USDA is quickly becoming one of the Country's most popular mortgage loan programs, and with that, the USDA Rural Development Offices are getting backlogged!
USDA Home Loans are 100% (plus) mortgages - for more information about the program click here.
Because of this increase in volume, there have been several recent AN (Adminsitrative Announcements) from them regarding documentation types, and clarification of guidelines.
- Gift funds are allowed with USDA Home Loans, however gift funds are not considered as cash reserves, or as a compensating factor.
- Gift Funds may be used for closings costs, voluntary downpayment, and to cover the guarantee fees, however (again) they will not be considered as cash reserves for a compensating factor waiver.
- USDA only allows us to count 60% of the Vested Amount in an IRA, Keogh or 401K account (normally we count 70-75%) for reserves - we do need the MOST recent statement on the account.
- CASH ON HAND can be considered, however the Lender must know how the cash was accumulated, and over what period of time. Our experience is that CASH ON HAND is very difficult to use in a mortgage transaction... but for the right borrower, we do have this option.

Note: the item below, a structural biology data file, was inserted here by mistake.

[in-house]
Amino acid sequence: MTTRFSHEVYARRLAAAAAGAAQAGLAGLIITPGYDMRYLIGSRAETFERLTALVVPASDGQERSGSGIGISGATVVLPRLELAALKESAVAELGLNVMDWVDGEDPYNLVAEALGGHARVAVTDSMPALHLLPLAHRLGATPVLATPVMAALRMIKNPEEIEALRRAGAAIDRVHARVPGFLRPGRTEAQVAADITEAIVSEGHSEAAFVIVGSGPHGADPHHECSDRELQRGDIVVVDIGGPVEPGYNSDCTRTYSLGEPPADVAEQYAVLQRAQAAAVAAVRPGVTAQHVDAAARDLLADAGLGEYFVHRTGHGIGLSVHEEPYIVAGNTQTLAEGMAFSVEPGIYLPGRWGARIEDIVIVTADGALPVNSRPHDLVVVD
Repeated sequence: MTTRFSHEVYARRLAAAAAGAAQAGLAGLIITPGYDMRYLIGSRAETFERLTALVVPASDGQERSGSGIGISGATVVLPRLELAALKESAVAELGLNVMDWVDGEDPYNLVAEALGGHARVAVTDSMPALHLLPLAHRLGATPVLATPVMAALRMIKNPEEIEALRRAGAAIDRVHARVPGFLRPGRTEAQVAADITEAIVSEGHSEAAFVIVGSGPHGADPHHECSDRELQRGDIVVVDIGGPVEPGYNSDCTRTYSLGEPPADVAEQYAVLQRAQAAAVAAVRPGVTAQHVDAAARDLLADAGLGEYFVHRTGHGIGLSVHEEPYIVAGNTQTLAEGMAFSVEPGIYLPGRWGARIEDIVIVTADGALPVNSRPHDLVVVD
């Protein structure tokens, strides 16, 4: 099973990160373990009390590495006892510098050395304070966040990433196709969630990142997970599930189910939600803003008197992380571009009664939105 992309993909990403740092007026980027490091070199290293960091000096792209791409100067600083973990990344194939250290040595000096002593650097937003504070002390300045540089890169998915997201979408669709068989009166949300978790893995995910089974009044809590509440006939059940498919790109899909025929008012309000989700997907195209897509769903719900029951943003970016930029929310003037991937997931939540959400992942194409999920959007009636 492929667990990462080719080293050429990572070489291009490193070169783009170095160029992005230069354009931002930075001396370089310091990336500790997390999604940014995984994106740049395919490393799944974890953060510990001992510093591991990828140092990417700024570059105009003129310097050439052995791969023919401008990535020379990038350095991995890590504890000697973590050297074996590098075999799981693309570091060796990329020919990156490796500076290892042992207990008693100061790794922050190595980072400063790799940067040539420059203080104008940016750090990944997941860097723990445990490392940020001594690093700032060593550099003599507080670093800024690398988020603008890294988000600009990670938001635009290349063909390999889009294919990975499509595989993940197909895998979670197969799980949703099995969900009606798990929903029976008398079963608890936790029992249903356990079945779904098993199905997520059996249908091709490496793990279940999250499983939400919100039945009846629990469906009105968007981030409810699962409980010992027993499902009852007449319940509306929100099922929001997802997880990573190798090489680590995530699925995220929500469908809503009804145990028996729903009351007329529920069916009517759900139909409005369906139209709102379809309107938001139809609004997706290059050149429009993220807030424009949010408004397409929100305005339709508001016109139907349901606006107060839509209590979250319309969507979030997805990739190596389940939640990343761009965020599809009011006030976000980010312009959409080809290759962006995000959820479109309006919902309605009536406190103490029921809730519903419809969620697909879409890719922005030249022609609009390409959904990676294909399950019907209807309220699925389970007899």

HERE'S A BIG CHANGE, effective May 28, 2009 (good through end of May 2010)
IN GROUND SWIMMING POOLS ARE PERMITTED WITH THE USDA Single Family Housing Guaranteed Loan Program... "as long as loan funds are not used to finance the contributory value of the swimming pool. "
The Announcement further clarifies that, "Typically, a swimming pool has value and adjustments are made for comparable salesthat do not have swimming pools. It is possible that a swimming pool does not have a contributory value. The appraiser should address such in their appraisal report. An appraiser must not indicate that a swimming pool has no value simply because "this is a Rural Development guaranteed loan." Under USPAP, the appraiser should address the swimming pool under local market conditions. For example, if the swimming pool has a torn lining, and is not usable, the appraiser may conclude that it has no contributory value."
For More Information on recent Appraisal Changes and USDA Mortgages, click here!